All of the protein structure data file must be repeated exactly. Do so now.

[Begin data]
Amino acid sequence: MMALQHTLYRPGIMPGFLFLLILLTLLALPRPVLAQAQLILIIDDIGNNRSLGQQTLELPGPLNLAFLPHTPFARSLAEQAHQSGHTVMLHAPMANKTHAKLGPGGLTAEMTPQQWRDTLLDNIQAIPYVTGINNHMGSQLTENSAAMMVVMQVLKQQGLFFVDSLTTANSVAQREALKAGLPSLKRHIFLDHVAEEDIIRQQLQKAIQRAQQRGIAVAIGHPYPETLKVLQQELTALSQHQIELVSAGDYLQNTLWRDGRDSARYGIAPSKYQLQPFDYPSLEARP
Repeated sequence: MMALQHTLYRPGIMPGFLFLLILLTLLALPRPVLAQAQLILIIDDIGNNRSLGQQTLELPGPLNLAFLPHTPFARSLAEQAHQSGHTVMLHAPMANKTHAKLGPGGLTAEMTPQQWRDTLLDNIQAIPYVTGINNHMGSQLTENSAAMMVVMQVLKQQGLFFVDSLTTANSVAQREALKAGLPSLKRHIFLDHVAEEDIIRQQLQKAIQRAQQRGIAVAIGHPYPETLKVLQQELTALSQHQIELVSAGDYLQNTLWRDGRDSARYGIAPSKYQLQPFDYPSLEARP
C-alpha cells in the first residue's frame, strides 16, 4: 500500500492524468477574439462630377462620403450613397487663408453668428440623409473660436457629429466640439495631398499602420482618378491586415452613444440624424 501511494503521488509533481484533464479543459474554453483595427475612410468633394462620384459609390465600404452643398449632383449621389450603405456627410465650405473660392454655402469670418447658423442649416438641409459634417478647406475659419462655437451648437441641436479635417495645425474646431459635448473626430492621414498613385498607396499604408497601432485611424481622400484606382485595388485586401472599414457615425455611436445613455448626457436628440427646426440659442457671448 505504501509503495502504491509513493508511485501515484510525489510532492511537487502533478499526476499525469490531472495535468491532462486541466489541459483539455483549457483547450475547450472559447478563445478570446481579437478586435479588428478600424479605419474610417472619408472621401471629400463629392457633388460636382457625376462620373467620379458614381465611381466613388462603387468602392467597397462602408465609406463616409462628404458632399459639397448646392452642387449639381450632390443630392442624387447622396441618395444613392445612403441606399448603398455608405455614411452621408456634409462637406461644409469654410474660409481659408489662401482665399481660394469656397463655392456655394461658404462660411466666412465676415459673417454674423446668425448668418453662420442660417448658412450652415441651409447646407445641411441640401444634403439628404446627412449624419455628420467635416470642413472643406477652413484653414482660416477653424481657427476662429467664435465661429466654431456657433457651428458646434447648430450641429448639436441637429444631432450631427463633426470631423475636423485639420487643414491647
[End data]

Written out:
Amino acid sequence: MMALQHTLYRPGIMPGFLFLLILLTLLALPRPVLAQAQLILIIDDIGNNRSLGQQTLELPGPLNLAFLPHTPFARSLAEQAHQSGHTVMLHAPMANKTHAKLGPGGLTAEMTPQQWRDTLLDNIQAIPYVTGINNHMGSQLTENSAAMMVVMQVLKQQGLFFVDSLTTANSVAQREALKAGLPSLKRHIFLDHVAEEDIIRQQLQKAIQRAQQRGIAVAIGHPYPETLKVLQQELTALSQHQIELVSAGDYLQNTLWRDGRDSARYGIAPSKYQLQPFDYPSLEARP
Repeated sequence: MMALQHTLYRPGIMPGFLFLLILLTLLALPRPVLAQAQLILIIDDIGNNRSLGQQTLELPGPLNLAFLPHTPFARSLAEQAHQSGHTVMLHAPMANKTHAKLGPGGLTAEMTPQQWRDTLLDNIQAIPYVTGINNHMGSQLTENSAAMMVVMQVLKQQGLFFVDSLTTANSVAQREALKAGLPSLKRHIFLDHVAEEDIIRQQLQKAIQRAQQRGIAVAIGHPYPETLKVLQQELTALSQHQIELVSAGDYLQNTLWRDGRDSARYGIAPSKYQLQPFDYPSLEARP
C-alpha cells in the first residue's frame, strides 16, 4: 500500500492524468477574439462630377462620403450613397487663408453668428440623409473660436457629429466640439495631398499602420482618378491586415452613444440624424 501511494503521488509533481484533464479543459474554453483595427475612410468633394462620384459609390465600404452643398449632383449621389450603405456627410465650405473660392454655402469670418447658423442649416438641409459634417478647406475659419462655437451648437441641436479635417495645425474646431459635448473626430492621414498613385498607396499604408497601432485611424481622400484606382485595388485586401472599414457615425455611436445613455448626457436628440427646426440659442457671448 505504501509503495502504491509513493508511485501515484510525489510532492511537487502533478499526476499525469490531472495535468491532462486541466489541459483539455483549457483547450475547450472559447478563445478570446481579437478586435479588428478600424479605419474610417472619408472621401471629400463629392457633388460636382457625376462620373467620379458614381465611381466613388462603387468602392467597397462602408465609406463616409462628404458632399459639397448646392452642387449639381450632390443630392442624387447622396441618395444613392445612403441606399448603398455608405455614411452621408456634409462637406461644409469654410474660409481659408489662401482665399481660394469656397463655392456655394461658404462660411466666412465676415459673417454674423446668425448668418453662420442660417448658412450652415441651409447646407445641411441640401444634403439628404446627412449624419455628420467635416470642413472643406477652413484653414482660416477653424481657427476662429467664435465661429466654431456657433457651428458646434447648430450641429448639436441637429444631432450631427463633426470631423475636423485639420487643414491647